Donald Trump continues to be alarmingly right on the issue of "free trade" agreements, as you can tell by the character of his enemies.
I personally wish this were not so, given that he is a race-baiter, a man fundamentally without dignity, and by all accounts, an illiterate.
Still, it appears that Trump might in fact be sincere about withdrawing from NAFTA, and if so, he'd be on the right side of history and economics.
A potential withdrawal is lauded by the AFL-CIO and denounced by the U.S. Chamber of Commerce. The U.S. Chamber of Commerce is not exactly a small-town affair, despite the fact that most of the municipalities we grew up in have their own local, and fairly benign, Chambers of Commerce. The U.S. Chamber of Commerce is much more akin to today's NRA; a fairly extremist ur-organization standing for Big Business, all other considerations be damned. If the U.S. Chamber of Commerce is against it, and the AFL-CIO is for it, odds are it might actually be good for the average American worker. Just consider this:
Last fall, Nike, Apple, and three major utilities quit the Chamber or its board of directors over what one company called its “extreme rhetoric and obstructionist tactics.” Companies such as Dow and General Electric distanced themselves from the group as environmental and labor groups piled on with criticism of the Chamber’s cozy relationship with special interests. (Mother Jones)
That is from a 2010 article, but times haven't changed under U.S. Chamber of Commerce head Thomas Donohue.
|As Orwellian as it gets: the U.S. Chamber of Commerce building touting "jobs"|
The NY Times, in its alarmist article about possible NAFTA repeal, appears to be taking the side of agribusiness, in a fairly manipulative way:
If the deal does fall apart, the United States, Canada and Mexico would revert to average tariffs that are relatively low — just a few percent in most cases. But several agricultural products would face much higher duties. American farmers would see a 25 percent tariff on shipments of beef, 45 percent on turkey and some dairy products, and 75 percent on chicken, potatoes and high fructose corn syrup sent to Mexico. (NY Times)
I hate the use of "American farmers" here. It conjures the image of the little man and woman workin' hard on their small-to-mid-sized farm. The truth is, modern agribusiness is dominated by a tiny number of producers with gigantic proportions. Should we, the average American consumer, worker, and taxpayer, be all that worried about these firms having to pay a few tariffs when they sell goods in Mexico? I suggest no.
Astoundingly, given how much the Trump administration to date has doubled down on being friends of the wealthy, and enemies, rhetoric aside, of the little guy, the Trump administration appears to be serious about overturning the most egregious part of the NAFTA: the clauses that obviate national sovereignty (emphases added mine):
Business groups say they are firmly opposed to an American push to curtail a provision called investor-state dispute settlement, which allows companies to sue Canada, Mexico and the United States for unfair treatment under Nafta. Meanwhile, Canada has said that it will not consider dispensing with another provision, Nafta’s Chapter 19, which allows countries to challenge each other’s anti-dumping and countervailing duty decisions before an independent panel. (NY Times)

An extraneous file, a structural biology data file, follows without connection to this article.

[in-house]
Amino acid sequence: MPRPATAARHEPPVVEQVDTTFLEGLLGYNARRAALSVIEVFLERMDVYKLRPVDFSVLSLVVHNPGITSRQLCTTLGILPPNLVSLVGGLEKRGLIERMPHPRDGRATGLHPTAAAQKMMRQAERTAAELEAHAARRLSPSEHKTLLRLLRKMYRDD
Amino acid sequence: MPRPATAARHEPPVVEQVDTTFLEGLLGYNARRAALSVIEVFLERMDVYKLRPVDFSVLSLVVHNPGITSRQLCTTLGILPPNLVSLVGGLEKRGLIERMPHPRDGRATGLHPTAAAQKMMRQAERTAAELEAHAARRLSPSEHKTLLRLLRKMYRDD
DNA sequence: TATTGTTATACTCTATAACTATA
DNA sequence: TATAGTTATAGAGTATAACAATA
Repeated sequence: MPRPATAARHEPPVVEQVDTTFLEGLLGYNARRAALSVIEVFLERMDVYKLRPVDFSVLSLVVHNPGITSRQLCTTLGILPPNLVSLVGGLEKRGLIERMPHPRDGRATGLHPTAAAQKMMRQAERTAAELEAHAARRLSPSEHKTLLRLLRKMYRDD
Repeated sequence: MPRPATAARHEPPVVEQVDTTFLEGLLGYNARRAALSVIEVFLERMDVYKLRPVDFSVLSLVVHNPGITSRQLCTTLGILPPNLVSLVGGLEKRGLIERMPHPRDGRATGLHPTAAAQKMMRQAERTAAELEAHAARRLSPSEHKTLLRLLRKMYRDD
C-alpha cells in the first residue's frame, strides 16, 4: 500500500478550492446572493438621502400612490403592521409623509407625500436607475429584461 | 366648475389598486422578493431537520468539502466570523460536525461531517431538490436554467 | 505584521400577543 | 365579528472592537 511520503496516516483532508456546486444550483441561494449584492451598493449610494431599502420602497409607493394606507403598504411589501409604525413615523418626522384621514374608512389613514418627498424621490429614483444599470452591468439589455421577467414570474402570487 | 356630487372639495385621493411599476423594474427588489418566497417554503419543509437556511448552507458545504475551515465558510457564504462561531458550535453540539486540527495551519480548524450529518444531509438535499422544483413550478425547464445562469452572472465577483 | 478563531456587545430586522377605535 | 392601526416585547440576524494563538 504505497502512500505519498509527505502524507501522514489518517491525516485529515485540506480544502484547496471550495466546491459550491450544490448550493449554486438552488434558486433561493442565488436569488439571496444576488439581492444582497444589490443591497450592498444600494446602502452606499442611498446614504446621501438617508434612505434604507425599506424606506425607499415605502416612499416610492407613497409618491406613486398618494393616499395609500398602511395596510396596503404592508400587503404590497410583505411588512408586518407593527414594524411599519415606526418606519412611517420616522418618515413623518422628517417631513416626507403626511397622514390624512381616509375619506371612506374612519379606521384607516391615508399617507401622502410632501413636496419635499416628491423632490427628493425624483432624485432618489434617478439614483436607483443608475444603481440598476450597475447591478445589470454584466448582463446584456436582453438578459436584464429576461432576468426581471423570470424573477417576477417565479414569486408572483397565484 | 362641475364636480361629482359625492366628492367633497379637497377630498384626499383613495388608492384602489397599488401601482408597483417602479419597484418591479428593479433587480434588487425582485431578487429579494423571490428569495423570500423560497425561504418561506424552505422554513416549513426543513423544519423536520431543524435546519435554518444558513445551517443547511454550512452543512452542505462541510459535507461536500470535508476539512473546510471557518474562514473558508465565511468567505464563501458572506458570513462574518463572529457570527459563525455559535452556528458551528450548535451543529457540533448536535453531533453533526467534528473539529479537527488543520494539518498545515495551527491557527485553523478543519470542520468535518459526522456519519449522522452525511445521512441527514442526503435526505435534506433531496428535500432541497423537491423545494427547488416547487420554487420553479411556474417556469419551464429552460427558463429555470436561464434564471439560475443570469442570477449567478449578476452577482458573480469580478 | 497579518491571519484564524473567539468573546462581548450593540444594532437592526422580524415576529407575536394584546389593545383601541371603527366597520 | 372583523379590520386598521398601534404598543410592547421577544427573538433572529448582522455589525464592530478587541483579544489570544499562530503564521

|This fellow is not enthralled with recent news.|
Let's be very clear about this paragraph. "Business groups" (the U.S. Chamber of Commerce and others) are opposed to the overturning of treaty elements that allow companies to sue the nations in which they do business and overturn the laws of those nations. Last time I checked, Mexico, the United States, and Canada were all ostensible democracies, whereas companies were beholden only to a tiny number of people: their shareholders. Why should "investor-state dispute settlement provisions" even exist? That puts the concerns of companies ahead of all other concerns. I suppose that's fine if you're a hardcore libertarian, but if you're not, I assume you're on Team Nation-State. I know I am.
If you'd like to see Dean Baker put the NY Times on blast for their NAFTA-death alarmism, here's the link. And of course, here he points out how "free trade" isn't actually free trade at all.
Now: would a transition out of NAFTA be smooth? Most likely not. Just look at poor Britain - having undergone Brexit, they're now considering... drum roll please.. joining NAFTA!
So it's a tricky issue. But there's no denying that, in this one instance, Donald Trump might actually be standing up for the American worker, whether he realizes it or not. This is an issue that Democrats should do their best not to be on the wrong side of, unless they want to continue to see their clocks cleaned:
Mainstream centrist Democrats have a highly specific reason to evade criticism of our trade deals: a guilty conscience. After all, it was the 1993 fight over the North American Free Trade Agreement that saw the Clinton wing of the Democratic Party stick the knife deep into the back of its longtime ally, organized labor. Among labor types, the NAFTA betrayal, plus the many Democratic trade deals that followed, has rankled for years; whenever I talk to union members, bitterness over trade almost always comes welling to the surface. (Politico.com)
If you'd like a lengthy read, here's a reminder of why NAFTA is garbage. There are many, many, many, many, many, many good reasons to be opposed to Donald Trump, but perhaps "free trade" is not one of them.